One of the arguments raised against the idea of an NRL playoff weekend was it opening the door for a team finishing 10th winning a premiership.
So we went to one man who has come closest to it happening, now Dragons Jersey Flegg coach Willie Talau.
Talau famously scored a try in the 1998 preliminary final, as the Bulldogs came from 16 points down with 11 minutes remaining against Parramatta to make it through to the grand final.
The Dogs had come from ninth in a 10-team finals series, the year the competition reformed at the end of the Super League war.
And while Canterbury ultimately lost the decider, 38-12 to Brisbane after leading by two at half-time, it was arguably the greatest fairytale run in history, winning eight games in a row to be on the biggest stage.
Talau had only made his debut in round 17 that year.
He said it would be almost impossible for a struggling team to finish 10th and win the title simply from the playoff lifeline, adamant you need momentum and consistency in form.
But there's one factor any low-ranked team needs to march through September.
"Be fearless," Talau said.
"We were fearless. Most of us were just young kids without a lot of first grade experience. We'd had a lot of injuries that year, I'd been playing park footy and only got my chance because Paul Mellor and Steve Hughes had been injured.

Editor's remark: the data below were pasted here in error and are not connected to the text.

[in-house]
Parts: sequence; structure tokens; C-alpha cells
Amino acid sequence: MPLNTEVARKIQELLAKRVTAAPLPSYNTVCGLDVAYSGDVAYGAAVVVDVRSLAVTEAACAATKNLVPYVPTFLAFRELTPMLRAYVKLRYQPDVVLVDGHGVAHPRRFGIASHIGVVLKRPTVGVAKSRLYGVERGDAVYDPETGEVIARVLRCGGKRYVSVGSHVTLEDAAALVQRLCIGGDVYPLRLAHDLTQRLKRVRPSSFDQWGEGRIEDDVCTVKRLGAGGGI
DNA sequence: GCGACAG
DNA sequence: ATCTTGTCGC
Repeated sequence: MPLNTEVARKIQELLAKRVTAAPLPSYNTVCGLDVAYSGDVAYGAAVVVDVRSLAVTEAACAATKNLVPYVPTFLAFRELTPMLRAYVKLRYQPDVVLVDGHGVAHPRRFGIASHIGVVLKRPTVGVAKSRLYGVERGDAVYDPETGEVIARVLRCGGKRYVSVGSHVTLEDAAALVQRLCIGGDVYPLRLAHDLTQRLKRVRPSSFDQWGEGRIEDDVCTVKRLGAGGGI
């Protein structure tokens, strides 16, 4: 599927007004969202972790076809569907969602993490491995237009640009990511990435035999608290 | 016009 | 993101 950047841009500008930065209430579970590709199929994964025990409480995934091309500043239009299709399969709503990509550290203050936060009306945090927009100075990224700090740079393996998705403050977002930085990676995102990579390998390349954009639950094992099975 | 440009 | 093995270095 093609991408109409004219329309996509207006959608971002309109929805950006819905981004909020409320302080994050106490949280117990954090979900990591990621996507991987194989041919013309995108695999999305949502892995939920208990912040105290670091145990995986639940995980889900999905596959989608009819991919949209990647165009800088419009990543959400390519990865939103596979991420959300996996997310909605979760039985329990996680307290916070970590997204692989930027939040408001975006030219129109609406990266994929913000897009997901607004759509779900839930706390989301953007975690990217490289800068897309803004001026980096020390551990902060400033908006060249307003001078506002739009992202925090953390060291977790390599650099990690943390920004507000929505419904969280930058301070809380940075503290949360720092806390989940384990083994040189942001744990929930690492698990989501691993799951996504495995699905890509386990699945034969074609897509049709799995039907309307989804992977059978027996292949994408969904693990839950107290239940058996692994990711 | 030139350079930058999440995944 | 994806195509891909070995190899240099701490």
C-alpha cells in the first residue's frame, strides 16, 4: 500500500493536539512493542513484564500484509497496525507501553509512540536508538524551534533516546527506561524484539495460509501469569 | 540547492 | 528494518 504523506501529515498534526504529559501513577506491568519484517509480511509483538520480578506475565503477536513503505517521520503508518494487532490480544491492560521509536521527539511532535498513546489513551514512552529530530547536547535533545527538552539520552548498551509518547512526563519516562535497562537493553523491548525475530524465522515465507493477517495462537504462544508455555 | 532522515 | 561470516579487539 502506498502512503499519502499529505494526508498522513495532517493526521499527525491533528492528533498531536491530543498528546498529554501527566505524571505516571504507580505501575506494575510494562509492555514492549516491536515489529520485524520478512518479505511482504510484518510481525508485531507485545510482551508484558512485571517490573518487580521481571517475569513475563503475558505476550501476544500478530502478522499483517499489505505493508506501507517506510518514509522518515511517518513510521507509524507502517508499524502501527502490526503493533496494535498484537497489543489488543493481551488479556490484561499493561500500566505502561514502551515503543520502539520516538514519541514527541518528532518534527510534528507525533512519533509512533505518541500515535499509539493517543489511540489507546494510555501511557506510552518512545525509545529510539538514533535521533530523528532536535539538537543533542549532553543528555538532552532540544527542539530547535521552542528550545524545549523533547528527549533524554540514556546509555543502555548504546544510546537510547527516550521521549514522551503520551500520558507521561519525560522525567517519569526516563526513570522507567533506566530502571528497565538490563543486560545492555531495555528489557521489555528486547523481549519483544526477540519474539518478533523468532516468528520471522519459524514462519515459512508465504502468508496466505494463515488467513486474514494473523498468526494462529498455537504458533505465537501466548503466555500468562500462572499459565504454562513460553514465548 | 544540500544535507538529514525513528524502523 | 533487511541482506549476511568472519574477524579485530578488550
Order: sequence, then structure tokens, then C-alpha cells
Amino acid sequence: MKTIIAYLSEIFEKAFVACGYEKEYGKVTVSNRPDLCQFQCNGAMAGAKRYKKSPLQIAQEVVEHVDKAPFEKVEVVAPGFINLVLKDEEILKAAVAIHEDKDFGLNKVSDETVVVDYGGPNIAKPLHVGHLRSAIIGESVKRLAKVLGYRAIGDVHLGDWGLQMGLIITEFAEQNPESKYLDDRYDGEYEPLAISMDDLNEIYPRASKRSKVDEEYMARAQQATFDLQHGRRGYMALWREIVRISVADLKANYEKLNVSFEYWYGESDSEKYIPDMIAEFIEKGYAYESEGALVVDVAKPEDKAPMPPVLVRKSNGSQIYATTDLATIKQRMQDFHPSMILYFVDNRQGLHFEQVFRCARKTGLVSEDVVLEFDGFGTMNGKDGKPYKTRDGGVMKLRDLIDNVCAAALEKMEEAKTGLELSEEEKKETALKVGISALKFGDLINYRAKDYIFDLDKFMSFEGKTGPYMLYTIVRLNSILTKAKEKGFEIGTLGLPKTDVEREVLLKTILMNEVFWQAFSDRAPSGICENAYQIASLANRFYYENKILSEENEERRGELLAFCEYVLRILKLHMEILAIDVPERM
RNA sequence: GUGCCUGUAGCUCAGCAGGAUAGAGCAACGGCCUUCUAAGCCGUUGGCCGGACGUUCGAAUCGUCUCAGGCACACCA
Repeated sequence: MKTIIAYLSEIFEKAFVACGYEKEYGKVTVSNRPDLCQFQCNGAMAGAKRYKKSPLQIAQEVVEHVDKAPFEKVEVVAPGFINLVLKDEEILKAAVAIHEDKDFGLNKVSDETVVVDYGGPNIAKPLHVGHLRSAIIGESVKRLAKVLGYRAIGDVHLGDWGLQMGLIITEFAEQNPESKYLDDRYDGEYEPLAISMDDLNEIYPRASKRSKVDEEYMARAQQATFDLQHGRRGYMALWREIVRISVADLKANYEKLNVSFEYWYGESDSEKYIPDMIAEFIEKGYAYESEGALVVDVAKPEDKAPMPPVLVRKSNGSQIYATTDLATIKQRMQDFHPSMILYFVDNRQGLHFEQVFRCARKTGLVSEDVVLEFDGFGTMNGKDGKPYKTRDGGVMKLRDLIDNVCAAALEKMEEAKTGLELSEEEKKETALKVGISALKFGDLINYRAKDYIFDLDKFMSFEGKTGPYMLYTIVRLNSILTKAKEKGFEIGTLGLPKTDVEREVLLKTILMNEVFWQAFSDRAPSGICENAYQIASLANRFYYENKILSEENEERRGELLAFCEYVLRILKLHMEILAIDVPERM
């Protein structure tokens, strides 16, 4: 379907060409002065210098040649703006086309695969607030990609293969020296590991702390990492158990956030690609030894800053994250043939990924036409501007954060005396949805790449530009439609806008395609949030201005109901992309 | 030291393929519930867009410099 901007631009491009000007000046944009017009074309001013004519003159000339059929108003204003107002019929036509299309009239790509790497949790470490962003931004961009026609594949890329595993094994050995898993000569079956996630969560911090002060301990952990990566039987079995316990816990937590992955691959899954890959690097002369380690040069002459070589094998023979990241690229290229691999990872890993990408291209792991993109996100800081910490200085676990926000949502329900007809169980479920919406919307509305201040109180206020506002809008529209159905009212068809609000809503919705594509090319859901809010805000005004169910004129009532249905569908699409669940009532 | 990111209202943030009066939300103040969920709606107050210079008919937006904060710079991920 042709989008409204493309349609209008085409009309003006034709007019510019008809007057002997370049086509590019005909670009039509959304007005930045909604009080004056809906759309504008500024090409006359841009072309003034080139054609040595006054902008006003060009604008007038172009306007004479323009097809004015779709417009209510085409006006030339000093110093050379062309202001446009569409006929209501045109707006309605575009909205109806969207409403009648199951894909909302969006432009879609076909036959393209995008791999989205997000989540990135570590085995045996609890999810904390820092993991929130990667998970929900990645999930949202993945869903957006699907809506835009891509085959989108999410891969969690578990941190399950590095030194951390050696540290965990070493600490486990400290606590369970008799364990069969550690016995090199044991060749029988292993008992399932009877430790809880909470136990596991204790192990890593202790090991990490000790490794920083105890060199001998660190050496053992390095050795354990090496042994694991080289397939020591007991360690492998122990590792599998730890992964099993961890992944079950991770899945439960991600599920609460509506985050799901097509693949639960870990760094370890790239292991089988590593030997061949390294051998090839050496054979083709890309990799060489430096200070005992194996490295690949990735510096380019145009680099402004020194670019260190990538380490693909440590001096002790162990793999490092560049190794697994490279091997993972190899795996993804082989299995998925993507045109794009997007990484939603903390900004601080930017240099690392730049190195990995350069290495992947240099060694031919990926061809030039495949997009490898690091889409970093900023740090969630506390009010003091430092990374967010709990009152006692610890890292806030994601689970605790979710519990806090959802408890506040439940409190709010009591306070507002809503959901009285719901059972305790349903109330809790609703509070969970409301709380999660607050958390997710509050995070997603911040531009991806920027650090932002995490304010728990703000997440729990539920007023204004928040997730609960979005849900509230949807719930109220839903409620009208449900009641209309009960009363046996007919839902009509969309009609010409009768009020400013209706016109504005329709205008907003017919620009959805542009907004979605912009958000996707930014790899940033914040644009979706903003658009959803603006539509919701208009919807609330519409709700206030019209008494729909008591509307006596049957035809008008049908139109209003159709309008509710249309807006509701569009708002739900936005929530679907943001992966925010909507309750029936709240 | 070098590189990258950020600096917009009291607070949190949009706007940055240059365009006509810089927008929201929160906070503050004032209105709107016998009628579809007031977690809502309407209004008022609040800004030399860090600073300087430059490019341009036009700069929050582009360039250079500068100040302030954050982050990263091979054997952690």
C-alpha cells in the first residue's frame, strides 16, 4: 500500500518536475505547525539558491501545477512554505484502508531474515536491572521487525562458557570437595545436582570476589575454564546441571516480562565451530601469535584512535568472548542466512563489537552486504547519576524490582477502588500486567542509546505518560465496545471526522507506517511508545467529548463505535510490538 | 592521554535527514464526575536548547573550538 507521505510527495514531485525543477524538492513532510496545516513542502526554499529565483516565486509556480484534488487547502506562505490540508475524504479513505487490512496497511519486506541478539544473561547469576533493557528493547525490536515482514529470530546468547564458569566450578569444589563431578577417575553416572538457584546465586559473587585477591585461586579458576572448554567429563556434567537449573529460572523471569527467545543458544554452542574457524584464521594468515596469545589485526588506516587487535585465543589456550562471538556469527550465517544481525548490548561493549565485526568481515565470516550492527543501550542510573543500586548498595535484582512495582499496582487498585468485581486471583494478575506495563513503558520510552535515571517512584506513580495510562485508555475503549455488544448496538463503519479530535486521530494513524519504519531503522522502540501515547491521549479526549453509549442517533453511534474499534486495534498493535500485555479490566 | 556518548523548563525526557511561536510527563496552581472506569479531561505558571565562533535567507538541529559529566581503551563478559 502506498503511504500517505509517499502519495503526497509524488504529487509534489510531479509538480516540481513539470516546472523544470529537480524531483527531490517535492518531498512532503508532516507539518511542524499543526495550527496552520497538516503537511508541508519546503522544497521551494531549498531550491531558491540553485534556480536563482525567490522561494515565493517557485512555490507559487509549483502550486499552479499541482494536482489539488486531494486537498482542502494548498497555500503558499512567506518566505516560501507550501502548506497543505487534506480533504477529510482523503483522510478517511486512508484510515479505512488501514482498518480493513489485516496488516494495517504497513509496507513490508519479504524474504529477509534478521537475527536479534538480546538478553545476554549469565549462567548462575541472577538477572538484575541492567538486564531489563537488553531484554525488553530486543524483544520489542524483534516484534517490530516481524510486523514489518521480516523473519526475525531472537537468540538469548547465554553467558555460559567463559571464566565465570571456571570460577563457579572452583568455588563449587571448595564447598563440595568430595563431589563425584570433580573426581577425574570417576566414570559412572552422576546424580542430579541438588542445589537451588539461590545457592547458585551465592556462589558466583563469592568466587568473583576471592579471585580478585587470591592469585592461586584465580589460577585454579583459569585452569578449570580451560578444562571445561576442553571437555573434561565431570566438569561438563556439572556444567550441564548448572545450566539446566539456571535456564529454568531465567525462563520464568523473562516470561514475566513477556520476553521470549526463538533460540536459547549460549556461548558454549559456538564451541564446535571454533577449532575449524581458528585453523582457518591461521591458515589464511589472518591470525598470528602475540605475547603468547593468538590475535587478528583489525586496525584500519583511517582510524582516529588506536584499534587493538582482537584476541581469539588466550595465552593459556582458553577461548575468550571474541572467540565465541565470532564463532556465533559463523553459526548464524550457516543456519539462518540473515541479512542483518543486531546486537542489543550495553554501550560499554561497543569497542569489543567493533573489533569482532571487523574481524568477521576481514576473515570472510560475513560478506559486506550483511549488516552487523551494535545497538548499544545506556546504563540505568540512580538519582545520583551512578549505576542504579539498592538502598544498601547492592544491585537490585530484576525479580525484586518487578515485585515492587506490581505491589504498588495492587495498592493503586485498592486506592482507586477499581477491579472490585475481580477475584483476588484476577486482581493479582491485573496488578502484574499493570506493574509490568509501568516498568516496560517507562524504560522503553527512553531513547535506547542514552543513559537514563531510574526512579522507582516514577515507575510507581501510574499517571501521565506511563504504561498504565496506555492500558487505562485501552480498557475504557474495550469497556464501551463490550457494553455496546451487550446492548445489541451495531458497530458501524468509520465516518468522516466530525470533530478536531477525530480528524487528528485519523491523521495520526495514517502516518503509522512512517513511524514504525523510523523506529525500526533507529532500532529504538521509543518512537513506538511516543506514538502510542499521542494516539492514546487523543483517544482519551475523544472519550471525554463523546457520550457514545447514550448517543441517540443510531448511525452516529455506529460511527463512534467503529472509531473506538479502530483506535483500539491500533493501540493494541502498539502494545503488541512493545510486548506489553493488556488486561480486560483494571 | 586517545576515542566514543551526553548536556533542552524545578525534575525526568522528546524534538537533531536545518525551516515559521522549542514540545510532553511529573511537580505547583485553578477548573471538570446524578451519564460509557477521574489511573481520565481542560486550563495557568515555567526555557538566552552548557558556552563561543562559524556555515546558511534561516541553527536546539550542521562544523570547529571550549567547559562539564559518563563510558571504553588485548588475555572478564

"That comeback was all a blur, but that's what happens when you're fearless, the momentum carries you. There was a bit of destiny about it.
"Suddenly we're there on grand final against your idols like Steve Renouf. In the end it wasn't to be."
The advice about being fearless could come in handy for St George Illawarra this year, who are attempting to break a habit of late-season slides. Form has always been an inexact science, but the Dragons lost eight of their last 12 games in 2017 to finish ninth.
They they then lost seven of 11 to crash to seventh after leading the competition in round 16 last year, before pulling off a stunning elimination final win over Brisbane and narrowly going down to Souths in the semi-final. Talau is moulding the next generation of Dragons' talent after a stint in the Bulldogs development coaching ranks.
The 20 years and under competition kicks off on March 23, with the Dragons taking on South Sydney at Redfern.
Talau suffered a setback when talented James Coyne, the son of Dragons and Queensland great Mark Coyne, suffered a shoulder dislocation in pre-season.
The squad also features a Steelers bloodline via Tyran Wishart, the son of Rod.